In Ziguinchor we got some help by a soldier finding the Guinea-Bissau consulate which had been moved. Getting the visas took about 10 minutes of waiting and we were off to Cap Skiring crossing wonderfully green landscapes with huge Kapok trees, large rice fields and overgrown villages. We found a little track down to the empty beach where we put up our camp for three days. The only people around was some French anglers from time to time and chatty locals on their way home from work. Unfortunately we could not take the huge turtle back with us that we found on the beach as it was just too bulky and heavy. The deserted beach was perfect for a run in the morning followed by a cooling skinny dip. Cap Skiring itself is a bit of a heaven concerning 40series Land Cruisers as we saw 6 in total – the highest density we have encountered so far. The little village Djembering north of it made for a welcome stroll around with friendly locals and always a couple of little children on our hands.
After more than a month in Senegal in total it was about time for our next country. The border crossing to Guinea-Bissau was easy enough though we arrived in the first country where not even our little bit of French was to any use as Portuguese is the official language but Kreol the most spoken one. The officials were cheerful and happy to see us though and we did not have to pay any road tax. 2000CFA (3€) was the only thing we had to pay for registering the car and driver license. One of the officials was very happy to tease Jasmine with the results of the game Sweden against Portugal for the world cup qualification though as Ronaldo shot three goals for Portugal and Ibrahimovic only two for Sweden.
The first checkpoint tried to convince us that our registration ran out now that we entered Guinea-Bissau and bargained himself down from 1000, over 500 to 200CFA to turn a blind eye but had to content with a friendly handshake.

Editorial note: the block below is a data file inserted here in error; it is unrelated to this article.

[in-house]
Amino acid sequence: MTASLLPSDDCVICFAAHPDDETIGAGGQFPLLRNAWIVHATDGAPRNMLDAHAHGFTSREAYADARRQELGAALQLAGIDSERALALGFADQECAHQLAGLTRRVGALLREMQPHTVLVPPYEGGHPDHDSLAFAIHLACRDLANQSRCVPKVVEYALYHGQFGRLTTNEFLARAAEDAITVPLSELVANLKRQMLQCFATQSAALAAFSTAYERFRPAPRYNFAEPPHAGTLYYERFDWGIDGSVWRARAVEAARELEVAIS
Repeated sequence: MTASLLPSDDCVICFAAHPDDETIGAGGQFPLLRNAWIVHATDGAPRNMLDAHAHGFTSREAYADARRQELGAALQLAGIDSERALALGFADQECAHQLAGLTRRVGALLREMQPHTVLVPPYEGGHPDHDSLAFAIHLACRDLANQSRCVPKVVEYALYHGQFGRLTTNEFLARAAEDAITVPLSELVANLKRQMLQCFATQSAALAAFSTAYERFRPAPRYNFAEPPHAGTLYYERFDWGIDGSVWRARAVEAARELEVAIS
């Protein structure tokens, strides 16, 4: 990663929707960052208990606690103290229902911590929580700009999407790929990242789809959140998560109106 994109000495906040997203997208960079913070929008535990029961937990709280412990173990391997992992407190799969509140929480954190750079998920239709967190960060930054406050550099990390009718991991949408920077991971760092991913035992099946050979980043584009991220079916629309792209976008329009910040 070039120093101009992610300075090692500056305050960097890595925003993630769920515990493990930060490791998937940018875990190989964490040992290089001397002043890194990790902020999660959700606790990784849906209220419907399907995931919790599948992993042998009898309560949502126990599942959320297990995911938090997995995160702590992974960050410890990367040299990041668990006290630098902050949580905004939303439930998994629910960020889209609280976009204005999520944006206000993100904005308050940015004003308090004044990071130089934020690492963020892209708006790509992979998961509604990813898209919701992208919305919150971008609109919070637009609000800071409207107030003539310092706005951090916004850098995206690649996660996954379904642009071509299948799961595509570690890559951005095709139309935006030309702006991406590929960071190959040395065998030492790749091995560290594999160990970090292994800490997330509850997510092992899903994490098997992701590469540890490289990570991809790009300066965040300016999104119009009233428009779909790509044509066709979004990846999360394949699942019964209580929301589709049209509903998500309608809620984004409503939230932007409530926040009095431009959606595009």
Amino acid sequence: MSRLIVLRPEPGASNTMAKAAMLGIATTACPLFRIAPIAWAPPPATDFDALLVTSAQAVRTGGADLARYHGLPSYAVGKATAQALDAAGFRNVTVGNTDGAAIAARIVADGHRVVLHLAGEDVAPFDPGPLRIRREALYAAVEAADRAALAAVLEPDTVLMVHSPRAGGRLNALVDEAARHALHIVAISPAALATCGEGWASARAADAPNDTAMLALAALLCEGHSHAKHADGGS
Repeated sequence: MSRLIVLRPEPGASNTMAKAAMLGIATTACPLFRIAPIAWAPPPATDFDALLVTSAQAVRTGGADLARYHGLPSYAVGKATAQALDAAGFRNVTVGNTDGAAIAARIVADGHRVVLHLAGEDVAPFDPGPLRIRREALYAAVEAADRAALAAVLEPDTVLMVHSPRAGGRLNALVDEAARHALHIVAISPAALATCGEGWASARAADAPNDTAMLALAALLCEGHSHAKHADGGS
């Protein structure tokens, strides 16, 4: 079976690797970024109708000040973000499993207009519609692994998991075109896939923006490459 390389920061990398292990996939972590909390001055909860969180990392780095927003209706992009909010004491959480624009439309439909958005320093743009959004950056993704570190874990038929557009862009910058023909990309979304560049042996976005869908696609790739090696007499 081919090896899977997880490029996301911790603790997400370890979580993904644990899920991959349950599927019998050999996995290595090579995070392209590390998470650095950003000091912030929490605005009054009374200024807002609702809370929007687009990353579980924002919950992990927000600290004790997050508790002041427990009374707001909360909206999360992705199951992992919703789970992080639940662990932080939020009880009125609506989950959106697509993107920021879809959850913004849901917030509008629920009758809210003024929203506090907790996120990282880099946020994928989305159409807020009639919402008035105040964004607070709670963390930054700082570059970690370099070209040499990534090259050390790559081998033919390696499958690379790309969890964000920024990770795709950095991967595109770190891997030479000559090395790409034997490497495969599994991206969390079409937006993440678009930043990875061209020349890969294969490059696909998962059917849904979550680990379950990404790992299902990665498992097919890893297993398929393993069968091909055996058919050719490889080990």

It was already close to sunset and the road though tarred boasted with quite some potholes. So we tried to get to Bissau as fast as we could driving through high grass and the occasional wetland. The police stops on the way always tried to extract 1000CFA and were mostly too lazy to even come up with a bogus reason. A bit of patience always worked though dusk descended on us too quickly. The last stretch of road was quite exhausting dodging potholes that were barely visible due to the headlights stuck on full beam of oncoming vehicles. Eventually we made it to a German run restaurant and campement about a kilometre from the Bissau airport.
Bissau does not really make you feel like you are in a capital of any kind. It is more comparable to a relaxed medium sized Senegalese town and does not have an electricity grid or reliable water supply so you can hear generators humming away everywhere. The rundown centre is a pleasant enough place to explore though without any hassle.
On Monday we headed to the embassy of Nigeria as we heard that they give out visas without much fuss. The embassy itself was stormed and put to the torch a few months ago and moved into a new building just around the corner from where we stayed. The ambassador was a very friendly guy and after showing him our intended route and what we wanted to see he did not care about contacts in the country anymore and told us to come back at 15:00 to collect the visas. We paid 40.000CFA per person and got the visas post-dated to our desired date of entry. All in all it was one of the easiest visa processes so far with no special documentary needed. During the wait we explored Bissau and Fabian had some tasty brochettes (meat skewers) for 100CFA (0,15€) a piece.
The following day we headed into Bissau again to apply for the Guinea Conakry visa. The process was just as easy but when we were told the price for the 3 month visa we got shocked – 90.000CFA per person (137€). We settled for a 2 month multiple entry one for 60.000CFA per person (91€) and were told to come back at 14:00. After that shock we were ready for a drink and headed to a local bar where we enjoyed a few too many Caipirinhas for 500CFA (0,76€) which lifted our spirits a little bit.
The enquiry about the ferry to the island Bubaque resulted in the information that the ferry was broken – déjà vu from Gambia. Tomorrow we are heading back to the agency to find out if it leaves on Friday again as we do not really want to make the 5 hour crossing in one of the overloaded pirogues without any life vests that sink with a certain regularity. Call us chicken but in this case we rather play it safe.
If the ferry still does not run tomorrow we will head on to see some chimpanzees in the south of Guinea-Bissau before entering Guinea Conakry.
PS: Sorry for the long entry for whoever made it till down here.